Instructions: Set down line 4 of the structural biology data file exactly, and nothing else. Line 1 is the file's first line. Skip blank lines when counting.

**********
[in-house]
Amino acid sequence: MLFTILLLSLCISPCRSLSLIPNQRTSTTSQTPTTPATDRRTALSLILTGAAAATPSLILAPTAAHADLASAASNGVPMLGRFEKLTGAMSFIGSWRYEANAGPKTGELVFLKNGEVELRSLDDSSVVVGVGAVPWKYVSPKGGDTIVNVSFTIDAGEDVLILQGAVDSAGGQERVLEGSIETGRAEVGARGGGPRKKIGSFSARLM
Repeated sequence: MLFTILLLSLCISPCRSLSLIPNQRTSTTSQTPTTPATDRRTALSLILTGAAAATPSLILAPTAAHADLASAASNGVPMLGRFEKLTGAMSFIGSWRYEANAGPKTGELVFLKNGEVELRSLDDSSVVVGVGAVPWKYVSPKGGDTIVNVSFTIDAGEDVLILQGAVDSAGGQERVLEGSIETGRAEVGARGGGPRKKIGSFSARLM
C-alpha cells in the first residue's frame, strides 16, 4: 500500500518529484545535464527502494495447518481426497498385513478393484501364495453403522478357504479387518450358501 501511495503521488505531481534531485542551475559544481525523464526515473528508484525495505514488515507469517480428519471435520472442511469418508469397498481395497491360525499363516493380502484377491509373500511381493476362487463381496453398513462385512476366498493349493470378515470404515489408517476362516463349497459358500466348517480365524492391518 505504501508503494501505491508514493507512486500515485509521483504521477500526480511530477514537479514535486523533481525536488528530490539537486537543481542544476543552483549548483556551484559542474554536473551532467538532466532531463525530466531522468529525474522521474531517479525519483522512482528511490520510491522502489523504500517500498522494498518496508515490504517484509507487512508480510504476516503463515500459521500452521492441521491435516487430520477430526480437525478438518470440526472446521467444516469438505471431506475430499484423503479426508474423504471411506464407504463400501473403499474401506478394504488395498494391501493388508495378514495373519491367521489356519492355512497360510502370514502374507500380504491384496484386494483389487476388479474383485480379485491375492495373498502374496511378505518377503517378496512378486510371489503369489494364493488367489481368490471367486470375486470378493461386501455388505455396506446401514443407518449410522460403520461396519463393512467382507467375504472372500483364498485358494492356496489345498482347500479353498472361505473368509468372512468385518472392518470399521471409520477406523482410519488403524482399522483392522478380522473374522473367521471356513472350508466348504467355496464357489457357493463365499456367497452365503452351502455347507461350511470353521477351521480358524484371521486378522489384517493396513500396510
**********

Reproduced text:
C-alpha cells in the first residue's frame, strides 16, 4: 500500500518529484545535464527502494495447518481426497498385513478393484501364495453403522478357504479387518450358501 501511495503521488505531481534531485542551475559544481525523464526515473528508484525495505514488515507469517480428519471435520472442511469418508469397498481395497491360525499363516493380502484377491509373500511381493476362487463381496453398513462385512476366498493349493470378515470404515489408517476362516463349497459358500466348517480365524492391518 505504501508503494501505491508514493507512486500515485509521483504521477500526480511530477514537479514535486523533481525536488528530490539537486537543481542544476543552483549548483556551484559542474554536473551532467538532466532531463525530466531522468529525474522521474531517479525519483522512482528511490520510491522502489523504500517500498522494498518496508515490504517484509507487512508480510504476516503463515500459521500452521492441521491435516487430520477430526480437525478438518470440526472446521467444516469438505471431506475430499484423503479426508474423504471411506464407504463400501473403499474401506478394504488395498494391501493388508495378514495373519491367521489356519492355512497360510502370514502374507500380504491384496484386494483389487476388479474383485480379485491375492495373498502374496511378505518377503517378496512378486510371489503369489494364493488367489481368490471367486470375486470378493461386501455388505455396506446401514443407518449410522460403520461396519463393512467382507467375504472372500483364498485358494492356496489345498482347500479353498472361505473368509468372512468385518472392518470399521471409520477406523482410519488403524482399522483392522478380522473374522473367521471356513472350508466348504467355496464357489457357493463365499456367497452365503452351502455347507461350511470353521477351521480358524484371521486378522489384517493396513500396510